tobik tobik - 1 year ago 95
Javascript Question

ES6 modules: imported constants are undefined at first; they become available later

I use ES6 modules in my JavaScript application. The sources are compiled with webpack and babel. This is a shortened version of the file that causes me trouble:

export const JUST_FORM = 0;
export const AS_PAGE = 1;

console.log(AS_PAGE); // **

export default function doSomething(mode = AS_PAGE) {

I use this functionality just as you would expect.

import doSomething, { AS_PAGE } from './doSomething'



When I run the app, it prints three times
and only once the expected value
which is the
marked with
. However, this is printed last! It shows that:

  • The
    constant, when used as default parameter for the
    function`, is not defined at the moment of defining the function.

  • The
    constant is not defined when
    is called.

  • The
    constant is not defined when explicitly imported.

Apparently, what's happening here is that only the
export gets parsed and evaluated and the rest of the file is ignored until later. I import this file on several different places in my app (which is quite large at this moment) and at some point those values become actually available. Judging from the console output, it's matter of time, but it is possible that it has a different reason. Obviously, I do the importing exactly the same way in all places.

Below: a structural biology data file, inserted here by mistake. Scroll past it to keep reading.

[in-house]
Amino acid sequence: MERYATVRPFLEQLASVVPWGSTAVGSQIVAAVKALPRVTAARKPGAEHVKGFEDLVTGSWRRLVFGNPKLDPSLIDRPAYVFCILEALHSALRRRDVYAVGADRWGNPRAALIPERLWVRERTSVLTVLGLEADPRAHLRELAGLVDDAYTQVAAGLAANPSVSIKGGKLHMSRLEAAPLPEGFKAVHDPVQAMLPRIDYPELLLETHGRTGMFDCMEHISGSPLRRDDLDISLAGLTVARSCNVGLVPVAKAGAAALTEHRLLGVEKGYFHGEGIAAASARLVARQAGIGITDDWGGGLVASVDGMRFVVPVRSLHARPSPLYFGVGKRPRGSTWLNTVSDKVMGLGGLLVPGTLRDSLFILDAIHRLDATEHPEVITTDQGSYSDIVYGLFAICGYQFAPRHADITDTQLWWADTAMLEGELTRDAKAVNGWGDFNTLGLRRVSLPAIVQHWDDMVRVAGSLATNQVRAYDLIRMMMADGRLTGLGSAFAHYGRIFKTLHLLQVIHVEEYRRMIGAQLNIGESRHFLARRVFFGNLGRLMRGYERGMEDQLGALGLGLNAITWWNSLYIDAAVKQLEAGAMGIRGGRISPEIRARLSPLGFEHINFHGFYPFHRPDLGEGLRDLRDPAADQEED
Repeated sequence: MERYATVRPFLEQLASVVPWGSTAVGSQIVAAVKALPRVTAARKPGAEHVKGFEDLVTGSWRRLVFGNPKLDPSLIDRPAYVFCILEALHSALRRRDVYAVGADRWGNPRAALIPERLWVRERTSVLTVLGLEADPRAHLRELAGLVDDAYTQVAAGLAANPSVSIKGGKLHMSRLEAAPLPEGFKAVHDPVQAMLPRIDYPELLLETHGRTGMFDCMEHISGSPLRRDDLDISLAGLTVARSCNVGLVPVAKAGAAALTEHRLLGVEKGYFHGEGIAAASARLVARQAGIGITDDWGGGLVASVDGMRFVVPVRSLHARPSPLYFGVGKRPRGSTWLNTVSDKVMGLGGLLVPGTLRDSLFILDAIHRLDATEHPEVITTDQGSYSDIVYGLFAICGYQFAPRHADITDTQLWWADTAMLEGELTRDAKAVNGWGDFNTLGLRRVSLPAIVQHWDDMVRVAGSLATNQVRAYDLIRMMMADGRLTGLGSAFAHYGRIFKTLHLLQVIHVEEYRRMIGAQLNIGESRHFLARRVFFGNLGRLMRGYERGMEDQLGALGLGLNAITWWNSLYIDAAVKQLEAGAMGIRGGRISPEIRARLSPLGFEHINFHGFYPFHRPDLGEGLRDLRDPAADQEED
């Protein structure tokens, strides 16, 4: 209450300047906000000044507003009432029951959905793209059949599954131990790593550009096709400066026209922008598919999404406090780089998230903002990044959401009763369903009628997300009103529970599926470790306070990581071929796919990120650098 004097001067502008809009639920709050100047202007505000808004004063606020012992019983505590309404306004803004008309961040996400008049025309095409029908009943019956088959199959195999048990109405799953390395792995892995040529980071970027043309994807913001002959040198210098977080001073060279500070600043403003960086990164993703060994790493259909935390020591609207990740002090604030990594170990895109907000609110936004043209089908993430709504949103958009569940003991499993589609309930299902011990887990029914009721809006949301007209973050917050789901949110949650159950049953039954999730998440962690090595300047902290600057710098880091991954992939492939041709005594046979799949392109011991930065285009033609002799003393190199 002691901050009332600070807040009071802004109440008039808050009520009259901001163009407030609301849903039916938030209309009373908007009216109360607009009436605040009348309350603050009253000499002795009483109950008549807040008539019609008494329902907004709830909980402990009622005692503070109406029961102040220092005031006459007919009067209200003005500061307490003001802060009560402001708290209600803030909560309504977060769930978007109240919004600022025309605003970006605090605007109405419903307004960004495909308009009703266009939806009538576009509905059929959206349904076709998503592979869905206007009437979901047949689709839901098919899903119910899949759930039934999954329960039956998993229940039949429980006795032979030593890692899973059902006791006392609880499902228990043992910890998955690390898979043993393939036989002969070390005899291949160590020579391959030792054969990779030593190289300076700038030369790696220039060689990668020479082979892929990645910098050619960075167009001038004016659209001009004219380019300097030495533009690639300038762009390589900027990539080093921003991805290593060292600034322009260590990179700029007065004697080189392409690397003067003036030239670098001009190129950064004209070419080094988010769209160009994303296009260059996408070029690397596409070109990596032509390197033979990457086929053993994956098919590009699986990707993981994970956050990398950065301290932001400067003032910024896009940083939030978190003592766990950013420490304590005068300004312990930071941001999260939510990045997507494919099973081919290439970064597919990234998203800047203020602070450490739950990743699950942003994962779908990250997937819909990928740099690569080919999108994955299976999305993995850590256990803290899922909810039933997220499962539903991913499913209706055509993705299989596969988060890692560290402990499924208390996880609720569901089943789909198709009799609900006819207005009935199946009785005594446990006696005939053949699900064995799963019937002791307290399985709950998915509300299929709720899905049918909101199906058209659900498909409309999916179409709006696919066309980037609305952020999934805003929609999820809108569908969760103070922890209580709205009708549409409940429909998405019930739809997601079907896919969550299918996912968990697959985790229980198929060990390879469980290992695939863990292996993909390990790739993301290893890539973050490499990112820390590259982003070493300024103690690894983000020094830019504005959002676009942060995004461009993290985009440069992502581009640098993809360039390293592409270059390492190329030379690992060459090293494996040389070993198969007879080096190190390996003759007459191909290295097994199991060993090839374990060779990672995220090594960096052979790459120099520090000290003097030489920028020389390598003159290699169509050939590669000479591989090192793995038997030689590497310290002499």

Anyway, I've written my whole application with the assumption that once I import something, it is immediately available and I can use it in my code. I read (briefly) about how ES6 modules should work and I haven't found anything that would prove this assumption wrong. And it has been working until now.

Also note, that the behavior is the same when I run it with
or compile it to a single bundle.

Is this behavior really correct? What might be responsible for it?

Answer Source

As suggested in the comments, the answer here are circular dependencies.

There is actually no circular dependency present in the code provided in the question (because it's just a simplified snippet of code) but the symptoms are very clear.

The simplest example of a circular dependency is when file A imports file B and file B imports A. Unfortunately, what makes this issue hard to detect sometimes is that the circle can be arbitrarily large, spanning over a huge amount of files.

Circular dependencies are supported in ES6 and they can be used when one is careful enough. However, my takeaway here is that circular dependencies are very often a sign of bad design decisions. Which was exactly my case.

Recommended from our users: Dynamic Network Monitoring from WhatsUp Gold from IPSwitch. Free Download